There are several limitations to be mentioned. First, as this was a retrospective study, patients were not randomized to revascularization; hence, selection bias and potential hidden confounders may affect the results. However, considering that recruitment to renal stenting trials is very challenging (e.g., the recruitment phase in the ASTRAL study lasted seven years and approximately two patients per year were enrolled) [3], our findings based on retrospective data are worthy of attention. Second, this study was a small single-arm registry study without comparison with an optimal medical therapy arm. Thus, the generalizability of our findings remains to be determined. Third, because of the relatively short follow-up period, we did not examine the effects of revascularization on the long-term effects on the kidney or the patient. Instead, immediate changes in BP and kidney function were evaluated in detail.

The present study investigated the clinical efficacy of revascularization in patients with ARAS and suggested beneficial effects of revascularization on hypertension and kidney function in patients who presented with high-risk clinical features. Patients with stenosis < 75% showed poorer responses to PTA/S, while an advanced chronic kidney disease stage was not a predictor of poor response to PTA/S. Two recent RCTs of PTA for ARAS failed to demonstrate any advantages on renal protection or prevention of cardiovascular events compared with conventional medical therapy. This study implied that the optimal application of PTA/S should be based on individual assessment of the clinical significance of RAS.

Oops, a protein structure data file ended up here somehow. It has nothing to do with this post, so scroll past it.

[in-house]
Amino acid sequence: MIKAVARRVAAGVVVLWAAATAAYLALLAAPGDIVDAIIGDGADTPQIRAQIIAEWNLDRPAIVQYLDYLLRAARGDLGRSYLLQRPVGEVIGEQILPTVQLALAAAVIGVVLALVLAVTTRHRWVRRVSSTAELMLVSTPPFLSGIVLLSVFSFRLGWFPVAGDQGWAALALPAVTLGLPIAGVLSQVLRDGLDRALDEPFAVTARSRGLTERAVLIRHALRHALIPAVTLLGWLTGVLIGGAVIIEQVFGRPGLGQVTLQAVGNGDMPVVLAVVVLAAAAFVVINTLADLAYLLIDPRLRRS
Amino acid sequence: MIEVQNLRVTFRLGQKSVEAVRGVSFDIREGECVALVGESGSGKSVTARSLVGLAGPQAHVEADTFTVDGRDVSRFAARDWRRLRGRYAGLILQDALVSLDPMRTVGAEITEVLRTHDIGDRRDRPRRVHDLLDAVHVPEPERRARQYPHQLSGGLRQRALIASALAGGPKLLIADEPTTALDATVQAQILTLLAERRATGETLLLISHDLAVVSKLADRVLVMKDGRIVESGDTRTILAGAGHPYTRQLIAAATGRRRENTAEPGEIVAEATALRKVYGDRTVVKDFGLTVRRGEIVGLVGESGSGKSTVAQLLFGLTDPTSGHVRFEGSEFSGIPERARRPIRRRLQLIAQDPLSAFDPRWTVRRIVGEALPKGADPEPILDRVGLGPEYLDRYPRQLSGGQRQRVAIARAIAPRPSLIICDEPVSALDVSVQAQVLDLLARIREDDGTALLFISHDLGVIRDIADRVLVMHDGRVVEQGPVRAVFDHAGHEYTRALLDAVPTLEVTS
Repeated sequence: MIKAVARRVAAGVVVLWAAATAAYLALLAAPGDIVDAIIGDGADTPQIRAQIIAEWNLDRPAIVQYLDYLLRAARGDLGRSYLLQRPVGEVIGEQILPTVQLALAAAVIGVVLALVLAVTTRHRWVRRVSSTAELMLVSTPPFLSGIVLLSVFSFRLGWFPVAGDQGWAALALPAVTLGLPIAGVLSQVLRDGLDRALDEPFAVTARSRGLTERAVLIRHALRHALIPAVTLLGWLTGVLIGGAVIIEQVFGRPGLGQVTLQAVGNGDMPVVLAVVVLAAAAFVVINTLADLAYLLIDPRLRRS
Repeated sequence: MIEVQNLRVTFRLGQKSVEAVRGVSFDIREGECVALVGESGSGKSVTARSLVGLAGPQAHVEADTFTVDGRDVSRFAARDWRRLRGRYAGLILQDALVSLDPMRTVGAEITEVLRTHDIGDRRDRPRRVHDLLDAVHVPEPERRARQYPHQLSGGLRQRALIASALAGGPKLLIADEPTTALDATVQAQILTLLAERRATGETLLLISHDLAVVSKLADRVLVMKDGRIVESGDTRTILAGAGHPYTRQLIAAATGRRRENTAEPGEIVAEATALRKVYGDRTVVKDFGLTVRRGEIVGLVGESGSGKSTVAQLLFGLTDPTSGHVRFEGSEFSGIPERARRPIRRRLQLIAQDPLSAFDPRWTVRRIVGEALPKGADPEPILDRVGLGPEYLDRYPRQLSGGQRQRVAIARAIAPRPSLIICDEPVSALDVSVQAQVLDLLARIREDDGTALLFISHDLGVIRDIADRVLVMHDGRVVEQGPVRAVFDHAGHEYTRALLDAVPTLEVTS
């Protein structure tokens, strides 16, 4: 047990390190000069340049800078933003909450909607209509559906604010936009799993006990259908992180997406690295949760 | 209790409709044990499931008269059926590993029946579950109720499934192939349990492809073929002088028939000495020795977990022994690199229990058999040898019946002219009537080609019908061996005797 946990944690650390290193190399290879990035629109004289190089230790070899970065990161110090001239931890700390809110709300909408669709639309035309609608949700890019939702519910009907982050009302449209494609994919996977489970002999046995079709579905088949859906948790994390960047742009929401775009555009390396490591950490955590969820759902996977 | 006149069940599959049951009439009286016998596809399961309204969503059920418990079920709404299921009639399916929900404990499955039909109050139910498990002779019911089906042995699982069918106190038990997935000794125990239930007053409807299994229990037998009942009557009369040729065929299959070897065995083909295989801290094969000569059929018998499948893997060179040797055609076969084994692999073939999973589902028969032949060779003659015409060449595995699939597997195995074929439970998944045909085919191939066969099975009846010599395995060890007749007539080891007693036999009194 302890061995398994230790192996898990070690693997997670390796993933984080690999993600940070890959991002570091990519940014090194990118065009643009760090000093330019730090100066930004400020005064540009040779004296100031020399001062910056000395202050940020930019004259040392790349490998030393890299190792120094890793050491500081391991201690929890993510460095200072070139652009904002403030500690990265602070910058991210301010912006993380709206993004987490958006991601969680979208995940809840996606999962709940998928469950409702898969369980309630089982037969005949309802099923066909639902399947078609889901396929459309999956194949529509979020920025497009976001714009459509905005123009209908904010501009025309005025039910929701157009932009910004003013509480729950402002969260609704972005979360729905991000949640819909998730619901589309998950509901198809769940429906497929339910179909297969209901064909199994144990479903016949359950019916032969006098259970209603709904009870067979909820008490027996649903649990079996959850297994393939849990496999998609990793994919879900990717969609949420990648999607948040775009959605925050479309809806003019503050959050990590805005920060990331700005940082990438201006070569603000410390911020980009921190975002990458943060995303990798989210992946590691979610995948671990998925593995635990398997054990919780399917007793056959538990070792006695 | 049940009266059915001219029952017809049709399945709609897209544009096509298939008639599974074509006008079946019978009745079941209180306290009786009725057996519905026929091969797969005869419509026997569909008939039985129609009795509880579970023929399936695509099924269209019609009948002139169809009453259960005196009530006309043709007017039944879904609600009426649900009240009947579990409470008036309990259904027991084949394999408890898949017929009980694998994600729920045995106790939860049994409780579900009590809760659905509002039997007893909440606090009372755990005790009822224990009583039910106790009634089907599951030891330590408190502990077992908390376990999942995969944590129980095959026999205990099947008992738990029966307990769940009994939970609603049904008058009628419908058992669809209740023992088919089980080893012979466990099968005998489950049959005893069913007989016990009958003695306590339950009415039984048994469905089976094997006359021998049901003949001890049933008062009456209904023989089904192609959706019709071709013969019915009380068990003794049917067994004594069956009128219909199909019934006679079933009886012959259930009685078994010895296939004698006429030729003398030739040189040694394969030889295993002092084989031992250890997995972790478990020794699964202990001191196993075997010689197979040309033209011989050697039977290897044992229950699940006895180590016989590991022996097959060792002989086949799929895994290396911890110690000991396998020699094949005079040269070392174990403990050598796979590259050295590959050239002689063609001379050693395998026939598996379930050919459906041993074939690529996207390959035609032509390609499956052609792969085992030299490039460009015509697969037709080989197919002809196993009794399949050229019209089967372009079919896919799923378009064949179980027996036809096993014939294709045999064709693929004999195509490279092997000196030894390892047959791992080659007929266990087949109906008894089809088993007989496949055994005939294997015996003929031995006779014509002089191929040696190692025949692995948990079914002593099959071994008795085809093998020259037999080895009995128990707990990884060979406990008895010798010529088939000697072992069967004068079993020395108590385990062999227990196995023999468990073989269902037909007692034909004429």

Conflicts of interest

All authors have no conflicts of interest to declare.

Authors’ contributions

Jung Eun Lee was involved in study design, data collection, analysis, interpretation of results and review of the manuscript. Suhyun Kim and Mi Jeoung Kim were involved in data collection, analysis, interpretation of results and writing of the manuscript. Jeunseok Jeon and Hye Ryoun Jang contributed to conception, analysis and interpretation of data. Kwang Bo Park and Wooseong Huh and Young Soo Do were involved in data collection and reviewed the manuscript and provided comments. Yoon-Goo Kim and Dae Joong Kim and Ha Young Oh contributed to analysis and interpretation of data and revision of the article for important scientific content. All the authors read and approved the final version of the manuscript.

Figures
Fig. 1. Proportion of subjects who showed kidney function improvement (A) or improvement of hypertension (B) at 4 months (± 1 month) after percutaneous transluminal angioplasty with stent insertion.
Fig. 2. Change in estimated glomerular filtration rate (eGFR) after renal revascularization.

aThe preprocedural eGFR is the result of the last examination within 3 months before the percutaneous transluminal angioplasty with stent insertion.


Fig. 3. Changes in systolic blood pressure (SBP) (A), diastolic blood pressure (DBP) (B), and blood pressure medical score (BPMS) (C) after revascularization.
Tables

Baseline characteristics of the study subjects (n = 47)

Variable Low-risk (n = 26) High-risk (n = 21) P value
Age (yr) 68 (58–76) 66 (61–75) 0.983
Sex, male 20 (76.9) 15 (71.4) 0.668
Smoking 9 (34.6) 11(52.4) 0.221
Body mass index (kg/m2) 23.4 (21.8–25.6) 24.0 (22.0–25.3) 0.591
SBP (mmHg) 134 (122–141) 152 (143–160) 0.188
DBP (mmHg) 76 (68–80) 77 (69–88) < 0.001
Comorbidity
Diabetes mellitus 11 (42.3) 13 (61.9) 0.181
CAD 16 (61.5) 9 (42.9) 0.202
PAD 3 (11.5) 7 (33.3) 0.086
Stroke 7 (26.9) 4 (19.0) 0.731
Baseline eGFR (mL/min/1.73 m2) 49 (34–64) 33 (20–47) 0.046
< 30 mL/min/1.73 m2 3 (11.5) 10 (47.6) 0.006
ΔeGFRa −1.3 (−4.4 to −2.7) −4.9 (−17.1 to −1.6) 0.011